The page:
I drove the same 86 the Aussie hoons pirouetted through a sharp turn. All I did was make the tires chirp. At a test drive, I like to return the car as I found it. It drove very nicely. It does not press you into the bucket seat with jet fighter g-forces. I am told it will do 230 km/h (143 mph) and will go 0-100 km/h (0-62 mph) in 6 seconds.

Would I buy it?


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5 of 195 comments
  • R.A. Gregorio R.A. Gregorio on Jan 07, 2012

    I'm waiting for the four-door version. That'll be more practical than this two-door. Basically, it would be what I've been looking for in a car - a simple and affordable RWD sports sedan that puts the pleasure back to what driving a car was 10 to 20 years ago. That was before automobiles became either commoditized appliances or over-weighted quarter-mile racers. I just want to feel like I'm driving again instead of being driven.

    • See 2 previous
    • Plribault Plribault on Jan 07, 2012

      @burgersandbeer Actually, the Japanese press is talking about a sedan down the line since quite a long time. The storyline is that Toyota was not convinced that the market for a coupe would be able to recoup the development cost alone and therefore a sedan, in the lines of the much loved Altezza (the japanese name of the first gen of the Lexus IS), would be a good idea. Mockups for a sedan come up from time to time in the scoop pages of the various publications. We will see. Most recently, stories about an open top version are also popping up.

  • Burgersandbeer Burgersandbeer on Jan 07, 2012

    Good to hear they are thinking about it. I basically want a mainstream, reliable brand to make the functional equivalent of a BMW E46 or E39. FR layout with available manual transmission in a practical package. I can easily give up the leather interior, power seats, moonroof, etc. Lower running costs would be much appreciated too. I think something based on the FR-S/BRZ would fit that bill. Too bad I think it would have a tough time selling.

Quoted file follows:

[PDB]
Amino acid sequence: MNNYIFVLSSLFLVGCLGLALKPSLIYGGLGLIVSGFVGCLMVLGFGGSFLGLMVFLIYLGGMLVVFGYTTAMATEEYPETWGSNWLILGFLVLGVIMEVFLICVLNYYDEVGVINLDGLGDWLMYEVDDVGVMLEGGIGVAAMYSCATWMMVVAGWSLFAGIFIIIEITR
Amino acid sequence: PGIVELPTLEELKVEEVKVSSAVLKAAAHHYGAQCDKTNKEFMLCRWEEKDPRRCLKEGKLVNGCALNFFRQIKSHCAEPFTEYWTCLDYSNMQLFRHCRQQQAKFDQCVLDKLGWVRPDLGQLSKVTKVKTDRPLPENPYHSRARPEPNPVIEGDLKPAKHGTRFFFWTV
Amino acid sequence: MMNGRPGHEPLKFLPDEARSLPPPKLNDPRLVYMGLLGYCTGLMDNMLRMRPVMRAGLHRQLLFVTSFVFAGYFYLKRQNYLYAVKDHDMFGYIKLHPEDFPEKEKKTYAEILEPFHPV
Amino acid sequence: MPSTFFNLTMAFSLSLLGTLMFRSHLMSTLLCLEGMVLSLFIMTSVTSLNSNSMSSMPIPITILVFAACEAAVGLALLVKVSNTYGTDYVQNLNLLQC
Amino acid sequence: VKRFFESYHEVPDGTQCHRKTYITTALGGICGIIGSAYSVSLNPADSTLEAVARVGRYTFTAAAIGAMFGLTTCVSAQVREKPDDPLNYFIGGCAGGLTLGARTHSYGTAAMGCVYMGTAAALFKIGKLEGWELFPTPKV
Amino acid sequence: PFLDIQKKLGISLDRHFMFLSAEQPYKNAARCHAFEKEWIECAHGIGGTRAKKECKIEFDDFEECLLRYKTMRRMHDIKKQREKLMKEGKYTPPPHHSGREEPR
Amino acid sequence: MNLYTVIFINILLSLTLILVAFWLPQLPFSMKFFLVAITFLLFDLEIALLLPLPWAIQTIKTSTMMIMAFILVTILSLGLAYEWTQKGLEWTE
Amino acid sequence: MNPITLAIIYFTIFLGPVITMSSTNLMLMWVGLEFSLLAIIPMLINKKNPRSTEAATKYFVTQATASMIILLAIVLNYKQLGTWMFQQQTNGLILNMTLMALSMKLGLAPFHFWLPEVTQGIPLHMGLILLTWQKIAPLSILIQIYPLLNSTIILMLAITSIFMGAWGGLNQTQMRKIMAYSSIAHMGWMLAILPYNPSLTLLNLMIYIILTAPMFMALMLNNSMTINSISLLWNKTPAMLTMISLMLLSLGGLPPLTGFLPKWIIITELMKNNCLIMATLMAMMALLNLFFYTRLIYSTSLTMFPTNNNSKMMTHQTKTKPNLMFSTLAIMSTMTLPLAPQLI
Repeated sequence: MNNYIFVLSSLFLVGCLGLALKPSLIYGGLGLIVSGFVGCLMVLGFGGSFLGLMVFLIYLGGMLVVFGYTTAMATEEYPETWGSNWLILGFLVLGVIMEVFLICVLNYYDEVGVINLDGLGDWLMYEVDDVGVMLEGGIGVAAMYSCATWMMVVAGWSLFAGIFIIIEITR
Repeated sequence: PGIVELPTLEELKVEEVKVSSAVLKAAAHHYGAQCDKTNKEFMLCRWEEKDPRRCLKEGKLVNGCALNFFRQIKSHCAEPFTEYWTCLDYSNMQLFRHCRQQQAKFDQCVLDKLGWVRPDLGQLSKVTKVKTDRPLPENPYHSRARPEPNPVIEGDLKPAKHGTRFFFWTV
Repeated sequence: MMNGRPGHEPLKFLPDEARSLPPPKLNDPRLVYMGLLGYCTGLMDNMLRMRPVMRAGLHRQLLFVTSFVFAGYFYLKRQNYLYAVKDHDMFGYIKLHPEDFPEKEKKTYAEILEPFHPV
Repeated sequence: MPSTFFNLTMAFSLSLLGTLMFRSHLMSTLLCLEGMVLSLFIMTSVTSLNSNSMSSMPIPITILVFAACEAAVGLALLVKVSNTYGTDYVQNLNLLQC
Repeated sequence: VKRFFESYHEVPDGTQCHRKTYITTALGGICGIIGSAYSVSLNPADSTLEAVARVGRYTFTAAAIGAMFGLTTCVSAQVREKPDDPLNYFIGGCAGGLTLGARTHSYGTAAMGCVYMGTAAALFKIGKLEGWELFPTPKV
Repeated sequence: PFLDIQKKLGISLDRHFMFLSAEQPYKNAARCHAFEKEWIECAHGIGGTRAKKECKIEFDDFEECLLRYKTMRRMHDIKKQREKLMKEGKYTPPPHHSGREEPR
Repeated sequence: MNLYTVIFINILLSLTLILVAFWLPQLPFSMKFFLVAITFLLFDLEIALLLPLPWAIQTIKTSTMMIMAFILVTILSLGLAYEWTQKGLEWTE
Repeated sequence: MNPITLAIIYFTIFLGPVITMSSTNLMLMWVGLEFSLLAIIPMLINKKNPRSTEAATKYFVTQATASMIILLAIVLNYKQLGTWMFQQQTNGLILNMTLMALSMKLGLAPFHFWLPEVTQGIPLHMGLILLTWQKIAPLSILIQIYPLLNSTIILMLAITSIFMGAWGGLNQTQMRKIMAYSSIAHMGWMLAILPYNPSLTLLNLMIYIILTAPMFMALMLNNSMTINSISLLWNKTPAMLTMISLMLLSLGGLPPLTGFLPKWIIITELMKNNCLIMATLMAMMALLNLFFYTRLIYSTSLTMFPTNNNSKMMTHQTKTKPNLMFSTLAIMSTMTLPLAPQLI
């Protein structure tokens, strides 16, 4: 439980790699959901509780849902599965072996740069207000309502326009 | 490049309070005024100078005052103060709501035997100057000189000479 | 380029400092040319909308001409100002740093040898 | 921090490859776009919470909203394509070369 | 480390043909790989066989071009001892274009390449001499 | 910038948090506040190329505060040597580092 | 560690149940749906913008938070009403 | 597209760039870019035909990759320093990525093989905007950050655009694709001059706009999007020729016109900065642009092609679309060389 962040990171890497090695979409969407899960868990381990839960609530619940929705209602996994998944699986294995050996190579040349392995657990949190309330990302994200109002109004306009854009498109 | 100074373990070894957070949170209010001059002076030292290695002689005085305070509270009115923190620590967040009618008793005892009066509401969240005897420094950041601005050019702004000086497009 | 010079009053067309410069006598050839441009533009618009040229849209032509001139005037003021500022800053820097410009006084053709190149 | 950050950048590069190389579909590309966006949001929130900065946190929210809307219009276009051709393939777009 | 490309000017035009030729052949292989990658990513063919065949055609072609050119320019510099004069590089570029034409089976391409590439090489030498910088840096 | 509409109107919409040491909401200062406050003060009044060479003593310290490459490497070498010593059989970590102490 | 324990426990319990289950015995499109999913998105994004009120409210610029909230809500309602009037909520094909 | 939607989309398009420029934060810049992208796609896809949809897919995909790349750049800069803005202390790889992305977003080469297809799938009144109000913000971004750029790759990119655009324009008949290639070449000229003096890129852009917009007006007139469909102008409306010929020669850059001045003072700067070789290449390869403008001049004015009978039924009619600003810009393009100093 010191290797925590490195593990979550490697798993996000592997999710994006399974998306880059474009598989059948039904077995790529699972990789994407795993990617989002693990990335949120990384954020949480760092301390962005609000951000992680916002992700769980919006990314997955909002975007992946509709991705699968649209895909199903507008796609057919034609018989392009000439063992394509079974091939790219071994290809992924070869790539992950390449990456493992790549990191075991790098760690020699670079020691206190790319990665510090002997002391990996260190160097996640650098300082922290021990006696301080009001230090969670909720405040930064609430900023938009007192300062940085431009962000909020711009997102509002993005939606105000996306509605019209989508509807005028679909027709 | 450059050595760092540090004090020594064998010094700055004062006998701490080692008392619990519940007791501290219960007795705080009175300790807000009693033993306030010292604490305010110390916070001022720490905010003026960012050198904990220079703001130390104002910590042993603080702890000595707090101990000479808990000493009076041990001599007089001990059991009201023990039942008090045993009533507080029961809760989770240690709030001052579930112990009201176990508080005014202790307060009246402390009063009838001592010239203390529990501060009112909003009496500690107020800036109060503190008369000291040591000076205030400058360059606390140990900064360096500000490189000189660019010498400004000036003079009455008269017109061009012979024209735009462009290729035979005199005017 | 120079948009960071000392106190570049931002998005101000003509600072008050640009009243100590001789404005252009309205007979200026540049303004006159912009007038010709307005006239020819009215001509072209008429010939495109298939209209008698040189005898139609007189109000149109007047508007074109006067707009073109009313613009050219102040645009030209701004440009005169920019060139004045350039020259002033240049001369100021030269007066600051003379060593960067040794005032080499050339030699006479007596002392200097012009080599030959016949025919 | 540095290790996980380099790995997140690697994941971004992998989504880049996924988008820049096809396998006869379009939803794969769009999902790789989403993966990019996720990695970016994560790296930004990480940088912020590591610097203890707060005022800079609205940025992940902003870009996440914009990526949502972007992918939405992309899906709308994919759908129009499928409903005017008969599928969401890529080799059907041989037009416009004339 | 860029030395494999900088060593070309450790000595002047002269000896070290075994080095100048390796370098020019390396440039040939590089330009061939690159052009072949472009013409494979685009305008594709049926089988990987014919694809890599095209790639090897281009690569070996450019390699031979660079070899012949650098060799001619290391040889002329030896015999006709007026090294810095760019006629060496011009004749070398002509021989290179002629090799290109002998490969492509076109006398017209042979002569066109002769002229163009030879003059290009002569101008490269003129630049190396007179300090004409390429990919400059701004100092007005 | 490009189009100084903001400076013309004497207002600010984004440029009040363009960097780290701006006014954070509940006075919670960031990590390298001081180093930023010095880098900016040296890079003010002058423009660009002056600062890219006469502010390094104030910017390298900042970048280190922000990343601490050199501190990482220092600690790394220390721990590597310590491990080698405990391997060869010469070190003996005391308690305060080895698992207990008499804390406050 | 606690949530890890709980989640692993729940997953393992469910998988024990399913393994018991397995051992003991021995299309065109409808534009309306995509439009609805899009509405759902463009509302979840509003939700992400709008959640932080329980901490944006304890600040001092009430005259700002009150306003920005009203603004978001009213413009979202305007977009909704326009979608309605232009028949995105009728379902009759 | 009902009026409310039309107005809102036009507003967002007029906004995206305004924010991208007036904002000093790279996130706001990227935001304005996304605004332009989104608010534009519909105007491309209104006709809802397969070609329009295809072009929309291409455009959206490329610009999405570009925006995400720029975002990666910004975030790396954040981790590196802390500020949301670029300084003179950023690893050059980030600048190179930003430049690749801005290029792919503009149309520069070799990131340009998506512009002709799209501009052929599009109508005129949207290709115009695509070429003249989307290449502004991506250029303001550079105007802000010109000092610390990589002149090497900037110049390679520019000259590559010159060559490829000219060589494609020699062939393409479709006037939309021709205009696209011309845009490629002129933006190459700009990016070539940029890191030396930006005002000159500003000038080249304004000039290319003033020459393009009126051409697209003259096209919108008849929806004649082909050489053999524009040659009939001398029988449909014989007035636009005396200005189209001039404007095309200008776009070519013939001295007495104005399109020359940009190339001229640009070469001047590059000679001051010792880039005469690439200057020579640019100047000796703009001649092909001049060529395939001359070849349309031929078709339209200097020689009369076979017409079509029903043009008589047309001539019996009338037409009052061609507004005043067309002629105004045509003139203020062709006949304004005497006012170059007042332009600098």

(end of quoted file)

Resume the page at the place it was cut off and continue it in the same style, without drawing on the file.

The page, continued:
• Hunter Ah California. They've been praying for water for years, and now that it's here they don't know what to do with it.
  • FreedMike I think this illustrates a bit of Truth About PHEVs: it's hard to see where they "fit." On paper, they make sense because they're the "best of both worlds." Yes, if you commute 20-30 miles a day, you can generally make it on electric power only, and yes, if you're on a 500-mile road trip, you don't have to worry about range. But what percentage of buyers has a 20-mile commute, or takes 500-mile road trips? Meanwhile, PHEVs are more expensive than hybrids, and generally don't offer the performance of a BEV (though the RAV4 PHEV is a first class sleeper). Seems this propulsion type "works" for a fairly narrow slice of buyers, which explains why PHEV sales haven't been all that great. Speaking for my own situation only, assuming I had a place to plug in every night, and wanted something that ran on as little gas as possible, I'd just "go electric" - I'm a speed nut, and when it comes to going fast, EVs are awfully hard to beat. If I was into hypermiling, I'd just go with a hybrid. Of course, your situation might vary, and if a PHEV fits it, then by all means, buy one. But the market failure of PHEVs tells me they don't really fit a lot of buyers' situations. Perhaps that will change as charging infrastructure gets built out, but I just don't see a lot of growth in PHEVs.
  • Kwik_Shift Thank you for this. I always wanted get involved with racing, but nothing happening locally.
  • Arthur Dailey Love the Abe Rothstein tribute suits. Too bad about the car. Seems to have been well loved for most of its life.
  • K. R. Worth noting that the climate control is shared with (donated to) the Audi 5000 of the mid-late 1980s.